International Space Station to retire in 2031, crashing into the Pacific Ocean

NASA says it plans to extend operations of the International Space Station until 2030 after which it plans to retire the station and crash it into a remote region of the Pacific Ocean commonly known as Point Nemo. 

"The International Space Station is a unique laboratory that is returning enormous scientific, educational, and technological developments to benefit people on Earth and is enabling our ability to travel into deep space. The Biden-Harris Administration’s commitment to extend space station operations until 2030 will enable the United States to continue to reap these benefits for the next decade while U.S. industry develops commercial destinations and markets for a thriving space economy," NASA wrote in a statement on Jan. 31.

The space station, which has served as a hub for research and technological development since it was launched in 2000, has housed more than 200 astronauts from 19 different countries.

What will replace the International Space Station?

NASA says the empty space will be taken over by the private sector. Commercially operated space platforms are expected to replace the ISS.

"The private sector is technically and financially capable of developing and operating commercial low-Earth orbit destinations, with NASA's assistance. We look forward to sharing our lessons learned and operations experience with the private sector to help them develop safe, reliable, and cost-effective destinations in space," said Phil McAlister, director of commercial space at NASA Headquarters in a statement.

"The report we have delivered to Congress describes, in detail, our comprehensive plan for ensuring a smooth transition to commercial destinations after retirement of the International Space Station in 2030," NASA continued.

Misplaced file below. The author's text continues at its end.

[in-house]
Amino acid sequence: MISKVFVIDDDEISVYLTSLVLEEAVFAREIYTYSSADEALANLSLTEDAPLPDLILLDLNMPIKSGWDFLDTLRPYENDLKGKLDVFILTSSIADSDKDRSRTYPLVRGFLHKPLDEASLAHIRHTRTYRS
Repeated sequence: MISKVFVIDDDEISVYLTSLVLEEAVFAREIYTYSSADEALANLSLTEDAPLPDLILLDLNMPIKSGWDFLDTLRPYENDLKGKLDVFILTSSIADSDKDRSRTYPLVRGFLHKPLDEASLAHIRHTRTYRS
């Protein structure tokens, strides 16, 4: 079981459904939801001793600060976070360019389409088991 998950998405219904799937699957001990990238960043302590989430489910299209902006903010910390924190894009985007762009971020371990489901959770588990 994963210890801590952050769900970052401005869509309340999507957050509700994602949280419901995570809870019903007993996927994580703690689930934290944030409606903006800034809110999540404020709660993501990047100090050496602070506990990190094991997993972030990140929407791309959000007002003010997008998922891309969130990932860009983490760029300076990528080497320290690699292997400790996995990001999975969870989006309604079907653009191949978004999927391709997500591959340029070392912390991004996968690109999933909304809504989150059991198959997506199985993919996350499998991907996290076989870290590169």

That document, the International Space Station Transition Report, was published by NASA last month, and outlines plans for the ISS deorbit and eventual crash towards Earth, which would occur in January 2031.

Point Nemo, the region where the ISS will see its final destination, is named after the iconic Jules Verne novel "Twenty Thousand Leagues under the sea" after the main character, Captain Nemo.

This remote oceanic location is the furthest point from land in the world, according to the National Ocean Service.

Until then, the ISS still has plenty of work to do.

"The International Space Station is entering its third and most productive decade as a groundbreaking scientific platform in microgravity," said Robyn Gatens, director of the International Space Station at NASA Headquarters, said in the statement.

"This third decade is one of results, building on our successful global partnership to verify exploration and human research technologies to support deep space exploration, continue to return medical and environmental benefits to humanity, and lay the groundwork for a commercial future in low-Earth orbit."

Chinese space station to expand

Elsewhere, China has recommitted itself to completing its orbiting space station by the end of the year and says it is planning more than 40 launches for 2022, putting it roughly level with the United States.

Launches would include those of two Shenzhou crewed missions, two Tianzhou cargo spacecraft and the station’s additional two modules, the official Xinhua News Agency reported Thursday, citing a recent announcement by the China Aerospace Science and Technology Corporation known as CASC.

Named Mengtian and Wentian, the science modules will join the Tianhe core module that is currently home to a three-person crew.

The launch schedule shows how China’s traditionally cautious program is increasing the cadence of its missions as it seeks to take a leading role in space exploration.

The Associated Press contributed to this story.